Texas is one giant pecan orchard; the nuts are everywhere. If dollars were votes, the AG-race in Texas would shake down with State Representative Dan Branch in first place, State Senator Ken Paxton in the 2-spot, and Railroad Commissioner Barry Smitherman in third-place, slightly behind Paxton. Obviously, Smitherman must out-nutty the others in the AG-race. So, the nut in last place has pulled out the stops and hints at Texas secession. This is a dog-whistle signal to the Teabaggers and Paulistas as Smitherman seeks to out-nut his Dumbo opponents. If this is a (fair & balanced) kick to the nuts, so be it.
Barry Smitherman, Texas Attorney General Candidate, Says State Could Be "Independent Nation"
By John Celock
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A Republican candidate for Texas attorney general says the Lone Star State's energy production practices have helped position Texas to be an "independent nation."
Texas Railroad Commission Chairman Barry Smitherman, a candidate in the 2014 state attorney general's race, told WND earlier this week that he believes Texas's energy and economic practices will protect the state should the overall American economy collapse. He said Texas would be able to survive since it has the necessary resources and does not need to depend on other states for help. Dallasnews reported on Smitherman's comments Thursday afternoon.
Smitherman told WND:
“We are uniquely situated because we have energy resources, fossil and otherwise, and our own independent electrical grid. Generally speaking, we have made great progress in becoming an independent nation, an ‘island nation’ if you will, and I think we want to continue down that path so that if the rest of the country falls apart, Texas can operate as a stand-alone entity with energy, food, water and roads as if we were a closed-loop system.”
Smitherman did not call for Texas to secede from the United States, however.
The Texas Railroad Commission regulates the oil and gas industry in the state. Smitherman was first appointed to the commission by Governor Rick Perry (R-TX) in 2011 and won a statewide election for the seat in 2012. Prior to becoming a railroad commissioner, Smitherman was chairman of the Texas Public Utilities Commission, a position he was appointed to by Perry.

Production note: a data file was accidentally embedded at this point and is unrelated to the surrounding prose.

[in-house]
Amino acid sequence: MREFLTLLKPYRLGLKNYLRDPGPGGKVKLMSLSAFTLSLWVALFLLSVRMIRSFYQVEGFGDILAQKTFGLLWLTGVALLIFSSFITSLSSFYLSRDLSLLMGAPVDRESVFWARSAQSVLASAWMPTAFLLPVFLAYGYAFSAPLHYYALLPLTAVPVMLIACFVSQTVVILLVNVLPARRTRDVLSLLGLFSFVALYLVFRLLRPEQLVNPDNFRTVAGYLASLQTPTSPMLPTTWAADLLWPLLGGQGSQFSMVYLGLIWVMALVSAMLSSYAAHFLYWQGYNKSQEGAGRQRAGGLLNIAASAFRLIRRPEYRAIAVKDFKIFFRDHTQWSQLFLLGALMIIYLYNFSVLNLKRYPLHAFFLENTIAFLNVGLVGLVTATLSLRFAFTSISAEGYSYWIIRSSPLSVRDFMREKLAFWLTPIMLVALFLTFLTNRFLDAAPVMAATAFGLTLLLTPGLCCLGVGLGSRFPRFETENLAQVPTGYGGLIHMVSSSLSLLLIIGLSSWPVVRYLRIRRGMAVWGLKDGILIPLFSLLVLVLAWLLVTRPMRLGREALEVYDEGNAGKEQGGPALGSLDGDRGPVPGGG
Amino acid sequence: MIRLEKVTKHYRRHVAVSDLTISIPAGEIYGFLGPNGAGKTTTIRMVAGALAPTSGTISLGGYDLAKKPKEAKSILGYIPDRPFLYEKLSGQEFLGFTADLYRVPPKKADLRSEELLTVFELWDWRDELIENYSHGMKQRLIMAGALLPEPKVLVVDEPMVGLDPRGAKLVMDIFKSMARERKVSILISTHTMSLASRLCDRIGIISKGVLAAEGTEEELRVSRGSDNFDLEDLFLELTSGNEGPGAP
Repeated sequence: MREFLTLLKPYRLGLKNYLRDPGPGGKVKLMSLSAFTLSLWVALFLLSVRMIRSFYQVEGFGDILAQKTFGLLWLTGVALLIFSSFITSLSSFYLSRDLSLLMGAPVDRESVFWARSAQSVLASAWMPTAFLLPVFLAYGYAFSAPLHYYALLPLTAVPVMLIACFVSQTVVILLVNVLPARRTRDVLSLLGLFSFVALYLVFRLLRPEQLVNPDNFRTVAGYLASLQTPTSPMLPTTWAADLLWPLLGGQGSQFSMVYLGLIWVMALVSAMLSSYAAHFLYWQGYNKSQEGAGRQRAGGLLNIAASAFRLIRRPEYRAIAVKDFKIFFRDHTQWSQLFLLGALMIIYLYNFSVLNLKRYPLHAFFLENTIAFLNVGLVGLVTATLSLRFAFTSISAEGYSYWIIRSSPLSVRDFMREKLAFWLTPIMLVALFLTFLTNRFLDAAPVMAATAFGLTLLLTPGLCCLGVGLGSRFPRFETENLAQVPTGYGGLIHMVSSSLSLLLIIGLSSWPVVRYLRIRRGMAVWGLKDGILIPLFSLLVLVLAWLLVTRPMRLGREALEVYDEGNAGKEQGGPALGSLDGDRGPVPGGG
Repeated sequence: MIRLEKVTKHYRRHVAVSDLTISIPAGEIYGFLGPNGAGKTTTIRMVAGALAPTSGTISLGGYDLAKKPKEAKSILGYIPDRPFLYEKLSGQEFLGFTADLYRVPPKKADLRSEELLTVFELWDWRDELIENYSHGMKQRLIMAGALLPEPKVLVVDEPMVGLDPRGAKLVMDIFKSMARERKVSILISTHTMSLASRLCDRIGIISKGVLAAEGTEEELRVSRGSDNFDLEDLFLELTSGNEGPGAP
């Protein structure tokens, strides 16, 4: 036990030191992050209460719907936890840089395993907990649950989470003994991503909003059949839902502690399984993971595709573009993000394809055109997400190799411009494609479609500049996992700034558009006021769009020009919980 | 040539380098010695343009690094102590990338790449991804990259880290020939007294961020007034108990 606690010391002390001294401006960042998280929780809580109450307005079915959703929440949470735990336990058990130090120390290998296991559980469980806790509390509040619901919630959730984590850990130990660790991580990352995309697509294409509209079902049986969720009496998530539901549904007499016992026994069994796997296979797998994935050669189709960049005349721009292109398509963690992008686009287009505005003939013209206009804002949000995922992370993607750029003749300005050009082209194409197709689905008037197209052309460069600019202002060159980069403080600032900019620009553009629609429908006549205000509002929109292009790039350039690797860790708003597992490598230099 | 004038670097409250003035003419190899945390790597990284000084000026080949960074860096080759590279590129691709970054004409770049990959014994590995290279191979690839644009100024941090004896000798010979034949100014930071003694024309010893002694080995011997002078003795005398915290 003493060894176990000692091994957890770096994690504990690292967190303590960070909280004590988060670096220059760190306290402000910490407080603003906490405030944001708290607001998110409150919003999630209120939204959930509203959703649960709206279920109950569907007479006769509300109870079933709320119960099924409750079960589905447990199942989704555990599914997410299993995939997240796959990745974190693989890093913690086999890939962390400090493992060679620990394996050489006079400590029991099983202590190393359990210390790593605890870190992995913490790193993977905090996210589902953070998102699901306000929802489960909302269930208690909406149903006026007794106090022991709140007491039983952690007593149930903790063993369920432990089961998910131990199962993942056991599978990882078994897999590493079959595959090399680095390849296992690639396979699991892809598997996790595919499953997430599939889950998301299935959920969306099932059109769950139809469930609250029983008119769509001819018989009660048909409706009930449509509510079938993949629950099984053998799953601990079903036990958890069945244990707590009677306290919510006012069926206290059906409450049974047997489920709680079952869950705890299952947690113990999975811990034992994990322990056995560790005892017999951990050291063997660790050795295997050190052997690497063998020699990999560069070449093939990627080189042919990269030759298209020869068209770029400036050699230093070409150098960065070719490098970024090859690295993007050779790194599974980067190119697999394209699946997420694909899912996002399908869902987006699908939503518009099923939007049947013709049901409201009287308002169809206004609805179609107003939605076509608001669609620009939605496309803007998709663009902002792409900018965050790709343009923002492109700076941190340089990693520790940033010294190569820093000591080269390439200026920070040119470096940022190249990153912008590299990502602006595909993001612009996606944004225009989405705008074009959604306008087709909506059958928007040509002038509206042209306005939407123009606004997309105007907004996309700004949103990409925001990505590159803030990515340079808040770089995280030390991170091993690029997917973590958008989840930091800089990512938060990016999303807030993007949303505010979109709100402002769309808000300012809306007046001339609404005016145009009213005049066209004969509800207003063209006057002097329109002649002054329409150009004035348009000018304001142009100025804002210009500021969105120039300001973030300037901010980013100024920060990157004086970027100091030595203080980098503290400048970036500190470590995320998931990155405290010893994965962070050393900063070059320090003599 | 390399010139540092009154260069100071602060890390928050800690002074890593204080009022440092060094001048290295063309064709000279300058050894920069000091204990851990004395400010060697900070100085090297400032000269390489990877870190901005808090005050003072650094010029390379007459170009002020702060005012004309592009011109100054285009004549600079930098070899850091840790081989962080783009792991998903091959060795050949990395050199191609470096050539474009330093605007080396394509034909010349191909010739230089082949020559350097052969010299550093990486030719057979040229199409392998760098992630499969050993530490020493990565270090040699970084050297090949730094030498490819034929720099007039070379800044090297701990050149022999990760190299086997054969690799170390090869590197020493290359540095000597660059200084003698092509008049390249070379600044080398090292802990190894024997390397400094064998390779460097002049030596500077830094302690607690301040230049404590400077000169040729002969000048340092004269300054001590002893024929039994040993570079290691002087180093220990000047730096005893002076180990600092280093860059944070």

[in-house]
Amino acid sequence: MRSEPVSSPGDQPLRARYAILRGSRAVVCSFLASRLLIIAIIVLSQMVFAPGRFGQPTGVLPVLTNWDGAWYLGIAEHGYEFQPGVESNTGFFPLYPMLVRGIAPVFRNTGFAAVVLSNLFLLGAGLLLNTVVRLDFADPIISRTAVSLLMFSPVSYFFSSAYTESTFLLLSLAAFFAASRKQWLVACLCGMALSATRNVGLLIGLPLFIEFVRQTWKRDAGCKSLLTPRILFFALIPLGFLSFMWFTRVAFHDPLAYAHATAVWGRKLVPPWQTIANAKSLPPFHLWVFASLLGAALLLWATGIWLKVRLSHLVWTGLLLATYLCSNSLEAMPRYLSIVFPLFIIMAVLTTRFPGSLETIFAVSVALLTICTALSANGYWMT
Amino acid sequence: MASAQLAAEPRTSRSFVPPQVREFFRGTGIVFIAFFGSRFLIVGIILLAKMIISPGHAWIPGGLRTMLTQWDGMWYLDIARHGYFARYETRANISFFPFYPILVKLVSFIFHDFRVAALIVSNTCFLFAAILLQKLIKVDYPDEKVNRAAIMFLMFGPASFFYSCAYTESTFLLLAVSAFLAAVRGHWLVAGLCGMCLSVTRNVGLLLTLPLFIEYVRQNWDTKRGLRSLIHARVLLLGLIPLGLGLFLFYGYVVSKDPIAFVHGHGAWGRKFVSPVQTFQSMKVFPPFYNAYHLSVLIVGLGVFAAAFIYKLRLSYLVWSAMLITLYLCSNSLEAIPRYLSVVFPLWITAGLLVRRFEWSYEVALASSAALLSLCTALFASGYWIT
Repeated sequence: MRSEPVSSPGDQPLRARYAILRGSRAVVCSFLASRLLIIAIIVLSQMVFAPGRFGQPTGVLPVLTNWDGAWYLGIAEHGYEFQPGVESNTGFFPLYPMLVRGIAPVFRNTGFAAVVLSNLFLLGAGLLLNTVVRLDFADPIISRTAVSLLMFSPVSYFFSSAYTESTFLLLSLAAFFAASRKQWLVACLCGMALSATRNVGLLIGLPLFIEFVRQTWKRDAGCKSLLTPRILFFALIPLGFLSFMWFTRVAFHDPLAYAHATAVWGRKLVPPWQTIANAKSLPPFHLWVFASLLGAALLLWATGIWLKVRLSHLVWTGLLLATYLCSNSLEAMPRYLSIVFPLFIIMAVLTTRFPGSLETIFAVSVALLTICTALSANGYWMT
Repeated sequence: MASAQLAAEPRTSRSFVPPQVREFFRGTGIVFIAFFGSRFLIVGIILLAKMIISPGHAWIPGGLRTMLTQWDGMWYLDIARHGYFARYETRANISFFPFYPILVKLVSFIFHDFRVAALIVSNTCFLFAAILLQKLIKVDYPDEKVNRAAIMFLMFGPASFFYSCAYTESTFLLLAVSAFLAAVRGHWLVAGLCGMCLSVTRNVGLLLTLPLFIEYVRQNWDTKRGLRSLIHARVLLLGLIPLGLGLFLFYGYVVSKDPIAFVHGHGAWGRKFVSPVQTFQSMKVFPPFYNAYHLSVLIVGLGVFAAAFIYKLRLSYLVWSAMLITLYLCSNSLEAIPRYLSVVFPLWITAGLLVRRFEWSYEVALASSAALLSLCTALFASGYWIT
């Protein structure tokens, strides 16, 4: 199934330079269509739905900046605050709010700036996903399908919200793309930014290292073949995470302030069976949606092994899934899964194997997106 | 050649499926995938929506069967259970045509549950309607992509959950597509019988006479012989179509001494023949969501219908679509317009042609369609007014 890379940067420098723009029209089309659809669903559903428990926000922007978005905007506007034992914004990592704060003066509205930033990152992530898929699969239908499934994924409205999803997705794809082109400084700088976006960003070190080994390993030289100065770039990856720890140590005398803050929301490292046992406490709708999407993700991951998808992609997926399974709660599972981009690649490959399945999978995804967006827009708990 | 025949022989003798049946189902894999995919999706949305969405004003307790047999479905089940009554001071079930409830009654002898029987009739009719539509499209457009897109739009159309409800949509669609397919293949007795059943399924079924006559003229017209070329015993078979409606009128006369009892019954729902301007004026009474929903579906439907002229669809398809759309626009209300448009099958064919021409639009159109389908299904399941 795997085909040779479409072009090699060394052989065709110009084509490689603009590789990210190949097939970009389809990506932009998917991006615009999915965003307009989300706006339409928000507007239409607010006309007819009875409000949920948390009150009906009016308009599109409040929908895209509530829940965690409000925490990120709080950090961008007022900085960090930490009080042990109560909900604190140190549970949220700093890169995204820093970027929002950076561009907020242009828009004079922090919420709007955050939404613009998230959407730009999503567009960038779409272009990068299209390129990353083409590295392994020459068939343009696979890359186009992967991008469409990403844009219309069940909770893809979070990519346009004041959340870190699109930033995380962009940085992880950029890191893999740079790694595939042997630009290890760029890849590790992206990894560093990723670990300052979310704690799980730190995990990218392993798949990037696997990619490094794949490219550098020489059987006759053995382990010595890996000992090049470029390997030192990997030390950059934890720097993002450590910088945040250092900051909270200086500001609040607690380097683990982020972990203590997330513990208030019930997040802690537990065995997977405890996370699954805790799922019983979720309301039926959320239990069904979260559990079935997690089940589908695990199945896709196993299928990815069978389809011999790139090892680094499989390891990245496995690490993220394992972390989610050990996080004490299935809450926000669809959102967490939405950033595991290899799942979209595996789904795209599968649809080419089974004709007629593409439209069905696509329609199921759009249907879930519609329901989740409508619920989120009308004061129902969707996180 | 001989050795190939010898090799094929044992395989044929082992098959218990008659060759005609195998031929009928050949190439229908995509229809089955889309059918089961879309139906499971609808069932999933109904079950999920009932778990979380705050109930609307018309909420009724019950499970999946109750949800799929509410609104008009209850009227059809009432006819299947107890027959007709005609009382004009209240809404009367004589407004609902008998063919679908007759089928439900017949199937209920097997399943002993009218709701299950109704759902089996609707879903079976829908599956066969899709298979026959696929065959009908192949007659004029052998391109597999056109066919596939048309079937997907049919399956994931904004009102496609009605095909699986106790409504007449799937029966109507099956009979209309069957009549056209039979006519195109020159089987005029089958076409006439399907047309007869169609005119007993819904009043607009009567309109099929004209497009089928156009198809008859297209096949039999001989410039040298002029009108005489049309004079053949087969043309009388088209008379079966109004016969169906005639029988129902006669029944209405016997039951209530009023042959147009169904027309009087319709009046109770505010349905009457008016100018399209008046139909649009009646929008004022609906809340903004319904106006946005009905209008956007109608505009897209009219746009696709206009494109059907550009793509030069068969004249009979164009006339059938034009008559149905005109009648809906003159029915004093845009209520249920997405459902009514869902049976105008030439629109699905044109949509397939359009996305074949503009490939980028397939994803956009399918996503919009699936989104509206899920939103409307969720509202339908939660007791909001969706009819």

Smitherman told WND that he has seen energy firms move from New York to Texas to escape a pending economic collapse. He also said he has worked to stop the U.S. Environmental Protection Agency's enforcement activities. On his campaign website, Smitherman says he will stop President Barack Obama from interfering in Texas affairs if elected attorney general.
This is the not the first time Smitherman has attracted headlines. In a recent speech to the Texas Alliance for Life, Smitherman attacked China's one-child policy and said that abortion could cause a Biblical-style plague. He also said Americans should have more children in order to help the economy, while encouraging young men to abstain from sex until marriage. (He said people should marry young so that they can work on having children.)
Earlier this year, Smitherman retweeted a tweet that contained a picture of a noose and the names of 16 Republican U.S. senators who had voted to open a debate gun control.
State Representative Dan Branch and state Senator Ken Paxton are also seeking the GOP nomination for state attorney general. Ω
[John Celock is state politics reporter and Patch liaison for The Huffington Post. He served as the launch editor of Westfield Patch in New Jersey from 2009 to 2011. Prior to Patch he was a reporter for political and real estate publications in New York. He is the author of the book, The Next Generation: Young Elected Officials and their Impact on American Politics (2010). Celock received a BA (Political Science) from Niagara University and an MA from the Columbia University Graduate School of Journalism.]
Copyright © 2013 The Huffington Post
Smitherman’s “Independent Texas”
By Paul Burka
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I have hesitated to respond to Railroad Commissioner Barry Smitherman's claim that Texas could be an independent nation, because it's hardly worth getting into an argument over the issue. But it shouldn't be hard to rebut. I could start with health care. Without Medicaid funds from the federal government, every hospital in Texas would have to shut down. Next: roads. Without federal highway funds, Texas would have to start grinding up perfectly good roads and turning them into gravel. Oh, wait, we're already doing that.
Then there is the matter of the border. Every politician in Texas is screaming about securing the border. But DPS doesn't have enough troopers to do it. Air travel would come to a halt if the federal government didn't operate the major airports in Texas. Our coastal ports would be unable to engage in foreign trade if the federal government did not dredge deepwater routes into the Gulf of Mexico. The point is, the federal government puts a lot of money into the state think of the payrolls of our major military installations at Fort Hood and Fort Bliss. Anybody who thinks Texas could go it alone is dreaming. Sure, we have oil, but remember: the price of oil can go down as well as up a bitter lesson that we have to re-learn from time to time. Ω
[Paul Burka joined the staff of Texas Monthly in 1974, one year after the magazine's founding. He was born in Galveston, graduated from Rice University with a B.A. in history, and received a J.D. from the University of Texas School of Law. Burka is a senior executive editor and a political columnist at TM.]
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